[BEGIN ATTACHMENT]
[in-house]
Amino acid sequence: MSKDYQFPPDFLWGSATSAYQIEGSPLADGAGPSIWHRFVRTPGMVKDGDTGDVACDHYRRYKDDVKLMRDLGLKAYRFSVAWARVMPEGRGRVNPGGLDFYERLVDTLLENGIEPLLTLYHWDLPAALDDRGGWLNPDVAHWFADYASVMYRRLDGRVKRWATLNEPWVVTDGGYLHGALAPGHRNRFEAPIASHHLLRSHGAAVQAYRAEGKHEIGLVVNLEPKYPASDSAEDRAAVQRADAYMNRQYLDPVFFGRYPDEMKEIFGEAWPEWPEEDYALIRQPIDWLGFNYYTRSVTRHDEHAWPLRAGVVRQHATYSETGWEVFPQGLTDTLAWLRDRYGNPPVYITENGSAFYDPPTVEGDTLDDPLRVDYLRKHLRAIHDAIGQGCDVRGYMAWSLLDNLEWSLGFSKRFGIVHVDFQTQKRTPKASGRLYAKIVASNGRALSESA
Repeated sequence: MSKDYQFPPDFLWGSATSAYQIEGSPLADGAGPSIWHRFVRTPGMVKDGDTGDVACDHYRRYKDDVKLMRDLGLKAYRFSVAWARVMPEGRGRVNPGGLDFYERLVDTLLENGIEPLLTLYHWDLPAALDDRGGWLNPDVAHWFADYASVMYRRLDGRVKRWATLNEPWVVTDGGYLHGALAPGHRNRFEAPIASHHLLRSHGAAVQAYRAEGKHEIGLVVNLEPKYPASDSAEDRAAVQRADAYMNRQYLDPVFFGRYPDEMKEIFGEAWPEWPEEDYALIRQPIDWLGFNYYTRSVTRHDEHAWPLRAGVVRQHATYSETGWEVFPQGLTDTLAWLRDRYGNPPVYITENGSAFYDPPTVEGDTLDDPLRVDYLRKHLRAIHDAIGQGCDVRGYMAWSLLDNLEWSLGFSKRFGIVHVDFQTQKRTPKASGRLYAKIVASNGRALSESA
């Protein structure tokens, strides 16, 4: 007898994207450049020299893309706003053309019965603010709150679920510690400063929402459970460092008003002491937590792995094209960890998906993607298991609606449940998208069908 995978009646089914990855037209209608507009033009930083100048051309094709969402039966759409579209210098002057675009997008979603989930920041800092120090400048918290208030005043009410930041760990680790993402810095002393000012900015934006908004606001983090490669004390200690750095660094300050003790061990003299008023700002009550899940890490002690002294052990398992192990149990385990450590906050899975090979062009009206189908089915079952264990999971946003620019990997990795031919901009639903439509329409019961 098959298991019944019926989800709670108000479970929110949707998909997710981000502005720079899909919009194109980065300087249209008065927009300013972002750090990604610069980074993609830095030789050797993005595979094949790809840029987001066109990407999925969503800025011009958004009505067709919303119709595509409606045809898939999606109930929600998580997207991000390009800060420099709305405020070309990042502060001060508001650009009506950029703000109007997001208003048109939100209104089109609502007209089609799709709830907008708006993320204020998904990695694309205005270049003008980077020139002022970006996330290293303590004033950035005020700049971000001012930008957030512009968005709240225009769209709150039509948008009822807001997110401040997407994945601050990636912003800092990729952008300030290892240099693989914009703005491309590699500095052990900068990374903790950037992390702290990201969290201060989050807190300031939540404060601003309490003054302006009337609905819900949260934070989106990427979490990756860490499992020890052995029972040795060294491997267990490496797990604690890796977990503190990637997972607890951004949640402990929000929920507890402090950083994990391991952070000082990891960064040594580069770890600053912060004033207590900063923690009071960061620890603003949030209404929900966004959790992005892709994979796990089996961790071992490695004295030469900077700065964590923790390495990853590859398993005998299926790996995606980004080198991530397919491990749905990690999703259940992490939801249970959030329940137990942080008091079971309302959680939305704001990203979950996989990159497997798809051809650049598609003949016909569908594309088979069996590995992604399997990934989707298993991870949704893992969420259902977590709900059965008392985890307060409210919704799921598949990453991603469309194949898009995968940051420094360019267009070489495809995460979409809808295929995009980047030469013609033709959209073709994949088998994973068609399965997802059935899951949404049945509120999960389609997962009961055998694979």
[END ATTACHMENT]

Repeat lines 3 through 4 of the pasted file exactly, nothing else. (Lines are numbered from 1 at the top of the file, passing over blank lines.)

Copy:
Repeated sequence: MSKDYQFPPDFLWGSATSAYQIEGSPLADGAGPSIWHRFVRTPGMVKDGDTGDVACDHYRRYKDDVKLMRDLGLKAYRFSVAWARVMPEGRGRVNPGGLDFYERLVDTLLENGIEPLLTLYHWDLPAALDDRGGWLNPDVAHWFADYASVMYRRLDGRVKRWATLNEPWVVTDGGYLHGALAPGHRNRFEAPIASHHLLRSHGAAVQAYRAEGKHEIGLVVNLEPKYPASDSAEDRAAVQRADAYMNRQYLDPVFFGRYPDEMKEIFGEAWPEWPEEDYALIRQPIDWLGFNYYTRSVTRHDEHAWPLRAGVVRQHATYSETGWEVFPQGLTDTLAWLRDRYGNPPVYITENGSAFYDPPTVEGDTLDDPLRVDYLRKHLRAIHDAIGQGCDVRGYMAWSLLDNLEWSLGFSKRFGIVHVDFQTQKRTPKASGRLYAKIVASNGRALSESA
């Protein structure tokens, strides 16, 4: 007898994207450049020299893309706003053309019965603010709150679920510690400063929402459970460092008003002491937590792995094209960890998906993607298991609606449940998208069908 995978009646089914990855037209209608507009033009930083100048051309094709969402039966759409579209210098002057675009997008979603989930920041800092120090400048918290208030005043009410930041760990680790993402810095002393000012900015934006908004606001983090490669004390200690750095660094300050003790061990003299008023700002009550899940890490002690002294052990398992192990149990385990450590906050899975090979062009009206189908089915079952264990999971946003620019990997990795031919901009639903439509329409019961 098959298991019944019926989800709670108000479970929110949707998909997710981000502005720079899909919009194109980065300087249209008065927009300013972002750090990604610069980074993609830095030789050797993005595979094949790809840029987001066109990407999925969503800025011009958004009505067709919303119709595509409606045809898939999606109930929600998580997207991000390009800060420099709305405020070309990042502060001060508001650009009506950029703000109007997001208003048109939100209104089109609502007209089609799709709830907008708006993320204020998904990695694309205005270049003008980077020139002022970006996330290293303590004033950035005020700049971000001012930008957030512009968005709240225009769209709150039509948008009822807001997110401040997407994945601050990636912003800092990729952008300030290892240099693989914009703005491309590699500095052990900068990374903790950037992390702290990201969290201060989050807190300031939540404060601003309490003054302006009337609905819900949260934070989106990427979490990756860490499992020890052995029972040795060294491997267990490496797990604690890796977990503190990637997972607890951004949640402990929000929920507890402090950083994990391991952070000082990891960064040594580069770890600053912060004033207590900063923690009071960061620890603003949030209404929900966004959790992005892709994979796990089996961790071992490695004295030469900077700065964590923790390495990853590859398993005998299926790996995606980004080198991530397919491990749905990690999703259940992490939801249970959030329940137990942080008091079971309302959680939305704001990203979950996989990159497997798809051809650049598609003949016909569908594309088979069996590995992604399997990934989707298993991870949704893992969420259902977590709900059965008392985890307060409210919704799921598949990453991603469309194949898009995968940051420094360019267009070489495809995460979409809808295929995009980047030469013609033709959209073709994949088998994973068609399965997802059935899951949404049945509120999960389609997962009961055998694979």